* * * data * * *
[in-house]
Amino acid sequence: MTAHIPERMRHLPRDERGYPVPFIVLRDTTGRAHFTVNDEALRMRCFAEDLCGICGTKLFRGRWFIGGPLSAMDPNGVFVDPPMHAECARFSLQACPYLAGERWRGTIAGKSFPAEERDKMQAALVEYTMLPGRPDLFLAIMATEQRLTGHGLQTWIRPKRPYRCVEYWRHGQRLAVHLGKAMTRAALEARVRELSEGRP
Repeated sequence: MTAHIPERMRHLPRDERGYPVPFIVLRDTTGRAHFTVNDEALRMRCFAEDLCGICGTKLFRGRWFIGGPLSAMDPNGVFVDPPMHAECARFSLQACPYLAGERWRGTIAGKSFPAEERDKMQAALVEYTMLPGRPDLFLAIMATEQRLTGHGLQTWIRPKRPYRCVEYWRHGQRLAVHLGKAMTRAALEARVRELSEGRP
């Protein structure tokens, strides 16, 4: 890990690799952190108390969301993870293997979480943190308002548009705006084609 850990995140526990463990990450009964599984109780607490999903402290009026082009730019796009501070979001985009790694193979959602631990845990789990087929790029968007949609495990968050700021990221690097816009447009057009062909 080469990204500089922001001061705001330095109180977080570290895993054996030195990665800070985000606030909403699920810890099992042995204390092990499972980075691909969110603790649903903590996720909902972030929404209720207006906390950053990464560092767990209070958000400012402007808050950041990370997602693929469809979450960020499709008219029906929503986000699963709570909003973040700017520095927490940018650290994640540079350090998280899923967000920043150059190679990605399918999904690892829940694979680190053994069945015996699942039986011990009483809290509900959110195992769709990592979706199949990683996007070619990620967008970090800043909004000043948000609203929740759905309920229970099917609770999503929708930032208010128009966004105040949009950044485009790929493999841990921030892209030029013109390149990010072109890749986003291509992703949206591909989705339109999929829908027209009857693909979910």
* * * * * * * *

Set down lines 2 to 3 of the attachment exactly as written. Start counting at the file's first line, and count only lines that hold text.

Amino acid sequence: MTAHIPERMRHLPRDERGYPVPFIVLRDTTGRAHFTVNDEALRMRCFAEDLCGICGTKLFRGRWFIGGPLSAMDPNGVFVDPPMHAECARFSLQACPYLAGERWRGTIAGKSFPAEERDKMQAALVEYTMLPGRPDLFLAIMATEQRLTGHGLQTWIRPKRPYRCVEYWRHGQRLAVHLGKAMTRAALEARVRELSEGRP
Repeated sequence: MTAHIPERMRHLPRDERGYPVPFIVLRDTTGRAHFTVNDEALRMRCFAEDLCGICGTKLFRGRWFIGGPLSAMDPNGVFVDPPMHAECARFSLQACPYLAGERWRGTIAGKSFPAEERDKMQAALVEYTMLPGRPDLFLAIMATEQRLTGHGLQTWIRPKRPYRCVEYWRHGQRLAVHLGKAMTRAALEARVRELSEGRP